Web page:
The first time that you walk down the Siq at Petra, to see the fabulous Treasury glowing in the distance at the end of that atmospheric chasm, it's a tremendous feeling of excitement. This is one of those places that's every bit as good, and every bit as impressive as you've imagined.
I've been to Petra quite a few times since, and each time the Treasury blows me away, although it's probably true to say that its impact is slightly less each time. However, because subsequent visits aren't all about the Siq and the Treasury, it means that your brain can take in all the other elements that make Petra such a wondrous place to visit.
The sheer array of tombs cut into the rocks beyond the Treasury is quite remarkable, many of them nearly as big and nearly as impressive as the site's most famous monument. In fact, it's the enormous size of the site that comes as a surprise to most visitors – and, when you think that probably no more than 15% of the lost city has been uncovered so far, then the mind boggles at what it would have looked like when it was at its height, 2,000 or so years ago.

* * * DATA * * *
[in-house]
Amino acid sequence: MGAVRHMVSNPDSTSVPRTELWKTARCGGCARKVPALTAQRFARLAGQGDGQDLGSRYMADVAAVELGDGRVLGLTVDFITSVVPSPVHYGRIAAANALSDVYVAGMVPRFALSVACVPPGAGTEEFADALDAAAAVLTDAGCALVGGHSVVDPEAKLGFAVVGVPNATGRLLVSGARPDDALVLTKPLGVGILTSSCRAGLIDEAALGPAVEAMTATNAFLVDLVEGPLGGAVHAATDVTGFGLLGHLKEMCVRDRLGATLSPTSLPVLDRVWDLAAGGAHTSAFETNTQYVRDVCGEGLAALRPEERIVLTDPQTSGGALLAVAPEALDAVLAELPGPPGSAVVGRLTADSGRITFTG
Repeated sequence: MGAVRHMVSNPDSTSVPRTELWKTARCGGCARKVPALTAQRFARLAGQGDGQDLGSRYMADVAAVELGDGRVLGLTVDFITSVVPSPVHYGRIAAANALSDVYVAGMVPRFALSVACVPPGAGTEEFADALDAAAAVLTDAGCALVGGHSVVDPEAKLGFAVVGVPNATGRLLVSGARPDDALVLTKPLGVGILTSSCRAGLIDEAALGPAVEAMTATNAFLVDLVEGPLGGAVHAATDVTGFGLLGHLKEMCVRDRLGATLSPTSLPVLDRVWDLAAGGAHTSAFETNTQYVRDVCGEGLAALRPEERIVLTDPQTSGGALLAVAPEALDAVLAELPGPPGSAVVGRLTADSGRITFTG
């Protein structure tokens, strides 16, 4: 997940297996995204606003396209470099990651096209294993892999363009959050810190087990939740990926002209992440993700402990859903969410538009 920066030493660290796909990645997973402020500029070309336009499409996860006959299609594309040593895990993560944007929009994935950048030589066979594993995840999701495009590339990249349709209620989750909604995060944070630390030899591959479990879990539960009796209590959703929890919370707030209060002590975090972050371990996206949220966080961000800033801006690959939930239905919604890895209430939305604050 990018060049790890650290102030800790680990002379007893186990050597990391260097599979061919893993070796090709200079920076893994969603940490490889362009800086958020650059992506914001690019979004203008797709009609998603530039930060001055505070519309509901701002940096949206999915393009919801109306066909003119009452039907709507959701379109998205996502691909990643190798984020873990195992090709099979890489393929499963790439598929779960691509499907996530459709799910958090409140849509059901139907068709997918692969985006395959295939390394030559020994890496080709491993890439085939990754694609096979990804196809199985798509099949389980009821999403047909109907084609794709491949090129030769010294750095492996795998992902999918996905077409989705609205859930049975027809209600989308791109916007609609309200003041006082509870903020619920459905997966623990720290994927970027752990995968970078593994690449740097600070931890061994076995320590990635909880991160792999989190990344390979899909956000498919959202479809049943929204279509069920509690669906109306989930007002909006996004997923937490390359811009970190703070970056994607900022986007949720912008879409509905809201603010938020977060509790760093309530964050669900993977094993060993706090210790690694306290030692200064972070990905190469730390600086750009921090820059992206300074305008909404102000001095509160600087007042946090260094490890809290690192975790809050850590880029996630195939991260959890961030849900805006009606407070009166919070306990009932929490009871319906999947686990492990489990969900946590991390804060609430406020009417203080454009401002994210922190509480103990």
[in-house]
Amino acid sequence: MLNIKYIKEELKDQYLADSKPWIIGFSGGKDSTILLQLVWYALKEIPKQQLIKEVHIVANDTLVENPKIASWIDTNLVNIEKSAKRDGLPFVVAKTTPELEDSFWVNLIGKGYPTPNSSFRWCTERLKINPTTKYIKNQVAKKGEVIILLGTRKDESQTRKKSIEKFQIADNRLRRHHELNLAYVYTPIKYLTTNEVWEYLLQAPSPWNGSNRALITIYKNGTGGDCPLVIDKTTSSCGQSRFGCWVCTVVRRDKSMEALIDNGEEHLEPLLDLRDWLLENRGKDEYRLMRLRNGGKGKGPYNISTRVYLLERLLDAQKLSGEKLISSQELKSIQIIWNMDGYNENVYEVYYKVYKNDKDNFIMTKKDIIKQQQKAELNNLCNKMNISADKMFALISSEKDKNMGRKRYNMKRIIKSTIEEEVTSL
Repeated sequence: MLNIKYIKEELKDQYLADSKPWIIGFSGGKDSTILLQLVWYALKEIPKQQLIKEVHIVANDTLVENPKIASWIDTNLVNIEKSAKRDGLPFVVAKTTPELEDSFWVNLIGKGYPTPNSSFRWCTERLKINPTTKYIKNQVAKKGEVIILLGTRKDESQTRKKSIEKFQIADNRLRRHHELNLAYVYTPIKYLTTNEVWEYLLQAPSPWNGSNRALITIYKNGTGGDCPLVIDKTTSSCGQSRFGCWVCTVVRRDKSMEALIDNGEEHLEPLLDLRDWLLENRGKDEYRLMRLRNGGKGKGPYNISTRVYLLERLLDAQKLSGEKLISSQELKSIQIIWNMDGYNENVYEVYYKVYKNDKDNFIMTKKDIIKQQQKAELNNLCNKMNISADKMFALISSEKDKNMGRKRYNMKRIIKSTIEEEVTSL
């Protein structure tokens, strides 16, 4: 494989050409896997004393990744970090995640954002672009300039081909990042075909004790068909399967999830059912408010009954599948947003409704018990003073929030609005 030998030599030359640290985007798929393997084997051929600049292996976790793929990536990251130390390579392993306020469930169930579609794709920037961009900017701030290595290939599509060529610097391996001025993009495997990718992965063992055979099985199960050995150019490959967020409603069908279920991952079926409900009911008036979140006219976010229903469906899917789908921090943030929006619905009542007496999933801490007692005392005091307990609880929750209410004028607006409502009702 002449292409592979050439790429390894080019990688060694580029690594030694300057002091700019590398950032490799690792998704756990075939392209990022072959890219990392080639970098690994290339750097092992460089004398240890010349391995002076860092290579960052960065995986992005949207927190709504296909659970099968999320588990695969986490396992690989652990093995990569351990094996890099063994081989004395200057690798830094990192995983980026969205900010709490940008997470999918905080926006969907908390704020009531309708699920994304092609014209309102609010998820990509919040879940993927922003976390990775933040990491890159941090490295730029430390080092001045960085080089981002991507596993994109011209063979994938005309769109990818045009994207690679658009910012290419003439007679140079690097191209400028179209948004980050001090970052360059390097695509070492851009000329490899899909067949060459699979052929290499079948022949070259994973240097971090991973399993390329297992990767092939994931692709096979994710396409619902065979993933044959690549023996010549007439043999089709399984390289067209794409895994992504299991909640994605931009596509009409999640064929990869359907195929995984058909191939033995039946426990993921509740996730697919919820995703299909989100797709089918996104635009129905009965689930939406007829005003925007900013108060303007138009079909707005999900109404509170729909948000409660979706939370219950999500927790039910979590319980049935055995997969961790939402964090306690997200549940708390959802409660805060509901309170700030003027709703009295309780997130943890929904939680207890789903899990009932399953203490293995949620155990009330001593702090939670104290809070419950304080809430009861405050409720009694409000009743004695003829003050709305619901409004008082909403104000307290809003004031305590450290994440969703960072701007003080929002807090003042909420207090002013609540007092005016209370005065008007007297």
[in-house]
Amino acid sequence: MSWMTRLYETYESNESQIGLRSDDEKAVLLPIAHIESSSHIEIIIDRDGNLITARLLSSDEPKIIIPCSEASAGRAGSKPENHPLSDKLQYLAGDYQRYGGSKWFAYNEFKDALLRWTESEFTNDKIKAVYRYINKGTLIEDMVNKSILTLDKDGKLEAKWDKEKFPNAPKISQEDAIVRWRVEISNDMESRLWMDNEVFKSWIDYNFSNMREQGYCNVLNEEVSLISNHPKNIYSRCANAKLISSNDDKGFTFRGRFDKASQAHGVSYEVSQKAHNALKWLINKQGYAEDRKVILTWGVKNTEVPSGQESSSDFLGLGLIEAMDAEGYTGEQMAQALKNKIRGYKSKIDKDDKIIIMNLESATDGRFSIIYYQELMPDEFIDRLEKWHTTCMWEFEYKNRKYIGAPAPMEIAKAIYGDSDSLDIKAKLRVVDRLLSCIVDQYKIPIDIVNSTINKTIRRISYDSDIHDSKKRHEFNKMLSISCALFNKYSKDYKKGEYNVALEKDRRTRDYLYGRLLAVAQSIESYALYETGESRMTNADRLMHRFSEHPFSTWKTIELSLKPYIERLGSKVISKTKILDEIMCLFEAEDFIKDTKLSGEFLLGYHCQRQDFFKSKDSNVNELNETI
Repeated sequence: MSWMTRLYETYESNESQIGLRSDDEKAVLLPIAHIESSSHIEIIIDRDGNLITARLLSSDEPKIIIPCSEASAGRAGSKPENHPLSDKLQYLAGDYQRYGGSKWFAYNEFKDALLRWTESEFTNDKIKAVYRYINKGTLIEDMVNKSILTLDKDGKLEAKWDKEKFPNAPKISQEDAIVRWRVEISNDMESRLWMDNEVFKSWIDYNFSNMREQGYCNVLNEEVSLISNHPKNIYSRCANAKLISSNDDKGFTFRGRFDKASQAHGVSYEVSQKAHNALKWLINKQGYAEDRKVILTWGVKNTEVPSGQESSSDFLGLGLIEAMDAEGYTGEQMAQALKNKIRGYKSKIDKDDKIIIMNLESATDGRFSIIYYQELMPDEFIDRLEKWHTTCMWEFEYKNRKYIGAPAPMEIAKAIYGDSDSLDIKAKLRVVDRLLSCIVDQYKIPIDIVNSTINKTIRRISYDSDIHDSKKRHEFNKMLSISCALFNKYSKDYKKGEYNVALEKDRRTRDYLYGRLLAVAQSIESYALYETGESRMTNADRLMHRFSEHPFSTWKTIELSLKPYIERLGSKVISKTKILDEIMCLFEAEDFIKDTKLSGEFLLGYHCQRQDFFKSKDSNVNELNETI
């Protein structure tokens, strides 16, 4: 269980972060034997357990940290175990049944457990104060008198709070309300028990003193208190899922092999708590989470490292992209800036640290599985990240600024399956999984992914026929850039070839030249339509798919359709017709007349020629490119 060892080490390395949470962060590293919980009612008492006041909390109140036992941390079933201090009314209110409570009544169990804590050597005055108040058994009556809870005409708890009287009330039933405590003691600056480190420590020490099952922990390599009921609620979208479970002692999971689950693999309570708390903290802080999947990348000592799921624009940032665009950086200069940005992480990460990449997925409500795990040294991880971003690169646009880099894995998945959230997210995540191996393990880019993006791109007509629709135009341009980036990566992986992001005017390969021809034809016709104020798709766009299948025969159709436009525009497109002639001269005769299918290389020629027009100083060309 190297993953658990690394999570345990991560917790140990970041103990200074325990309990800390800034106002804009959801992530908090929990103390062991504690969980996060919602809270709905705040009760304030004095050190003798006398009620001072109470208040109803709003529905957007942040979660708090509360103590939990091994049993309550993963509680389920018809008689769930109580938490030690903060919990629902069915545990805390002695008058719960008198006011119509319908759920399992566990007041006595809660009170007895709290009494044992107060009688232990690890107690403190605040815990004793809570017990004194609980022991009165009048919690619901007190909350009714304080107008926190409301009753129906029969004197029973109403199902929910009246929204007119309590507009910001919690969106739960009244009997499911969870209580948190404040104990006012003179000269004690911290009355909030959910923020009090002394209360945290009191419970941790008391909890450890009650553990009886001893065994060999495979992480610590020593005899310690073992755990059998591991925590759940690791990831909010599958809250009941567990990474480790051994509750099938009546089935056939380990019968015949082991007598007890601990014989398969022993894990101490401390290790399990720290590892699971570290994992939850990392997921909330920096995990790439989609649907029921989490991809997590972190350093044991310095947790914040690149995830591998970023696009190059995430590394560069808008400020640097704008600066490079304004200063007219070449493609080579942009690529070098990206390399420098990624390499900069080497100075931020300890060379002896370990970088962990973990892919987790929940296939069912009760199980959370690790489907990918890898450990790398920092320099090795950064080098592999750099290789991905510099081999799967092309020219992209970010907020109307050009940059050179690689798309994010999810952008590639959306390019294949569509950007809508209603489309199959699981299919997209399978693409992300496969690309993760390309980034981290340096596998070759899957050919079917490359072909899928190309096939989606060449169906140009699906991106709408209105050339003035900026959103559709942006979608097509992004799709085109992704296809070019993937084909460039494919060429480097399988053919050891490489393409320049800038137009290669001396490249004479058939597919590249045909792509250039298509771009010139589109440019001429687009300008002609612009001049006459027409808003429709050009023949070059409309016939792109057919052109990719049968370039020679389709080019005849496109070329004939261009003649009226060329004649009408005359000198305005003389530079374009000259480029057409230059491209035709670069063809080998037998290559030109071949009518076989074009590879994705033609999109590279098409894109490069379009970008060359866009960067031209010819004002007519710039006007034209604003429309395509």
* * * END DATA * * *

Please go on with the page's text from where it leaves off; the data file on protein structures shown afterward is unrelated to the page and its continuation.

For me, what gives Petra its timeless appeal, is the fact that, with the walk down the Siq, it feels like you're the one re-discovering the city, getting a feel for the ghosts of the ancients, each time you come here,. Like the impact that the Taj Mahal had on me, again Petra is a place that has a personal affect on many visitors. The Rose Red City is part of the rocks it was chiselled out of, and with your visit, as you literally follow in the footsteps of the ancients, you somehow become part of this mysterious city too.